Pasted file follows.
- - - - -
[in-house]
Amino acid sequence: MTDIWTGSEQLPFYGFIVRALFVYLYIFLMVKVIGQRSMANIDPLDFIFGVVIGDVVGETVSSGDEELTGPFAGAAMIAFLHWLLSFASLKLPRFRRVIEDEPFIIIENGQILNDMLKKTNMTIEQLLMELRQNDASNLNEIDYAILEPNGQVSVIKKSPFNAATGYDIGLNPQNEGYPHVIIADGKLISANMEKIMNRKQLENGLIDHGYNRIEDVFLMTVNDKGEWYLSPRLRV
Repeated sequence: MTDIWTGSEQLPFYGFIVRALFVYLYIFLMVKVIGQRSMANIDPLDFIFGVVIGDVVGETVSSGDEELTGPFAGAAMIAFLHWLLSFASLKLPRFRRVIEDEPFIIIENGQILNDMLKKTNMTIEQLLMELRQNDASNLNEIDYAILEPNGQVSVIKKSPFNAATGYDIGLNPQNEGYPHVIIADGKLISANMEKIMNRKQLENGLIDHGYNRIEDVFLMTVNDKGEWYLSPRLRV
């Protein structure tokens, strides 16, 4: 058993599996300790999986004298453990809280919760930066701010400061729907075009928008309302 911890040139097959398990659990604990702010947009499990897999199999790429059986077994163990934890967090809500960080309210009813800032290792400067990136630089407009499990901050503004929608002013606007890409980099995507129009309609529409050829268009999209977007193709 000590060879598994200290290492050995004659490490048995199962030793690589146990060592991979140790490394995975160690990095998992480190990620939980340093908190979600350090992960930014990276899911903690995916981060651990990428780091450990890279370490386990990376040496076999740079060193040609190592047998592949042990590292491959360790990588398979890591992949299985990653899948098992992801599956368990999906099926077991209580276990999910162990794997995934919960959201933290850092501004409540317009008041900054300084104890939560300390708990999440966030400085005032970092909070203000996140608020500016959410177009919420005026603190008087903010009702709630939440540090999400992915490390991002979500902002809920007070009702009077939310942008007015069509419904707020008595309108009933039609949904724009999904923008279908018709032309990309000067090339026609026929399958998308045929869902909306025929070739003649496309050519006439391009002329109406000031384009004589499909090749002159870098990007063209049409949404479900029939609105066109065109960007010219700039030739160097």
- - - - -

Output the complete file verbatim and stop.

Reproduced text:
[in-house]
Amino acid sequence: MTDIWTGSEQLPFYGFIVRALFVYLYIFLMVKVIGQRSMANIDPLDFIFGVVIGDVVGETVSSGDEELTGPFAGAAMIAFLHWLLSFASLKLPRFRRVIEDEPFIIIENGQILNDMLKKTNMTIEQLLMELRQNDASNLNEIDYAILEPNGQVSVIKKSPFNAATGYDIGLNPQNEGYPHVIIADGKLISANMEKIMNRKQLENGLIDHGYNRIEDVFLMTVNDKGEWYLSPRLRV
Repeated sequence: MTDIWTGSEQLPFYGFIVRALFVYLYIFLMVKVIGQRSMANIDPLDFIFGVVIGDVVGETVSSGDEELTGPFAGAAMIAFLHWLLSFASLKLPRFRRVIEDEPFIIIENGQILNDMLKKTNMTIEQLLMELRQNDASNLNEIDYAILEPNGQVSVIKKSPFNAATGYDIGLNPQNEGYPHVIIADGKLISANMEKIMNRKQLENGLIDHGYNRIEDVFLMTVNDKGEWYLSPRLRV
């Protein structure tokens, strides 16, 4: 058993599996300790999986004298453990809280919760930066701010400061729907075009928008309302 911890040139097959398990659990604990702010947009499990897999199999790429059986077994163990934890967090809500960080309210009813800032290792400067990136630089407009499990901050503004929608002013606007890409980099995507129009309609529409050829268009999209977007193709 000590060879598994200290290492050995004659490490048995199962030793690589146990060592991979140790490394995975160690990095998992480190990620939980340093908190979600350090992960930014990276899911903690995916981060651990990428780091450990890279370490386990990376040496076999740079060193040609190592047998592949042990590292491959360790990588398979890591992949299985990653899948098992992801599956368990999906099926077991209580276990999910162990794997995934919960959201933290850092501004409540317009008041900054300084104890939560300390708990999440966030400085005032970092909070203000996140608020500016959410177009919420005026603190008087903010009702709630939440540090999400992915490390991002979500902002809920007070009702009077939310942008007015069509419904707020008595309108009933039609949904724009999904923008279908018709032309990309000067090339026609026929399958998308045929869902909306025929070739003649496309050519006439391009002329109406000031384009004589499909090749002159870098990007063209049409949404479900029939609105066109065109960007010219700039030739160097």